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Debra D. B. v. Commissioner Social Security Administration

United States District Court, D. Oregon, Eugene Division

January 9, 2020

Debra D. B.[1] Plaintiff,
v.
COMMISSIONER, Social Security Administration, Defendant.

          OPINION & ORDER

          MARCO A. HERNANDEZ JUDGE

         Plaintiff brings this action for judicial review of the Commissioner's final decision denying her application for Disability Insurance Benefits (“DIB”) under Title II of the Social Security Act. The Court has jurisdiction under 42 U.S.C. § 405(g) (incorporated by 42 U.S.C. § 1382(c)(3)). Because the Administrative Law Judge's decision is free of legal error and supported by substantial evidence in the record, the Court AFFIRMS the decision and DISMISSES this case.

         BACKGROUND

         Plaintiff was born on April 4, 1956 and was fifty-two years old on December 31, 2008, the alleged disability onset date. Tr. 69.[2] Plaintiff met the insured status requirements of the Social Security Act (“SSA” or “Act”) through March 31, 2011. Tr. 13. Plaintiff has at least a tenth-grade education and is able to perform past relevant work. Tr. 24. Plaintiff claims she is disabled based on conditions including “multiple sclerosis with neurogenic (overactive) bladder and mild incomplete emptying, and sciatica.” Tr. 16.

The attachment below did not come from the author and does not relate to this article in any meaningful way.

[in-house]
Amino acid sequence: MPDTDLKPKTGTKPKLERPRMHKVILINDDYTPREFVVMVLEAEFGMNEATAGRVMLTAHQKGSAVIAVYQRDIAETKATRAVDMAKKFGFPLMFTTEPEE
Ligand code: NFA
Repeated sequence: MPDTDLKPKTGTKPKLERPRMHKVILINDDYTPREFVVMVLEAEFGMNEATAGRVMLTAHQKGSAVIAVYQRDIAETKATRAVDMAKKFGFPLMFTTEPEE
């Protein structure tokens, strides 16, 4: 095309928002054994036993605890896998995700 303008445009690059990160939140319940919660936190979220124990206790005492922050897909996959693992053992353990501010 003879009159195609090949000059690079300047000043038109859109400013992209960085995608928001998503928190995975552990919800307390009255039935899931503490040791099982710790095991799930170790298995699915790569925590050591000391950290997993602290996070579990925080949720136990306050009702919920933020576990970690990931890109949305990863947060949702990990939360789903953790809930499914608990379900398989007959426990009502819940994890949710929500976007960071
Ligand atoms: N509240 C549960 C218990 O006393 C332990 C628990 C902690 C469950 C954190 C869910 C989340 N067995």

Plaintiff's benefits application was denied initially on July 16, 2014 and upon reconsideration on January 8, 2015. Tr. 13. A hearing was held before Administrative Law Judge Steven A. De Monbreum on January 12, 2017. Tr. 31-68. ALJ De Monbreum issued a written decision on March 17, 2017, finding that Plaintiff was not disabled and therefore not entitled to benefits. Tr. 13-25. The Appeals Council declined review, rendering ALJ De Monbreum's decision the Commissioner's final decision. Tr. 1-6.

         SEQUENTIAL DISABILITY ANALYSIS

         A claimant is disabled if she is unable to “engage in any substantial gainful activity by reason of any medically determinable physical or mental impairment which . . . has lasted or can be expected to last for a continuous period of not less than 12 months.” 42 U.S.C. § 423(d)(1)(A). Disability claims are evaluated according to a five-step procedure. Valentine v. Comm'r Soc. Sec. Admin., 574 F.3d 685, 689 (9th Cir. 2009). The claimant bears the ultimate burden of proving disability. Id.

         At step one, the Commissioner determines whether a claimant is engaged in “substantial gainful activity.” If so, the claimant is not disabled. Bowen v. Yuckert, 482 U.S. 137, 140 (1987); 20 C.F.R. §§ 404.1520(b), 416.920(b). At step two, the Commissioner determines whether the claimant has a “medically severe impairment or combination of impairments.” Yuckert, 482 U.S. at 140-41; 20 C.F.R. §§ 404.1520(c), 416.920(c). If not, the claimant is not disabled.

         At step three, the Commissioner determines whether claimant's impairments, singly or in combination, meet or equal “one of a number of listed impairments that the [Commissioner] acknowledges are so severe as to preclude substantial gainful activity.” Yuckert, 482 U.S. at 141; 20 C.F.R. §§ 404.1520(d), 416.920(d). If so, the claimant is conclusively presumed disabled; if not, the Commissioner proceeds to step four. Yuckert, 482 U.S. at 141.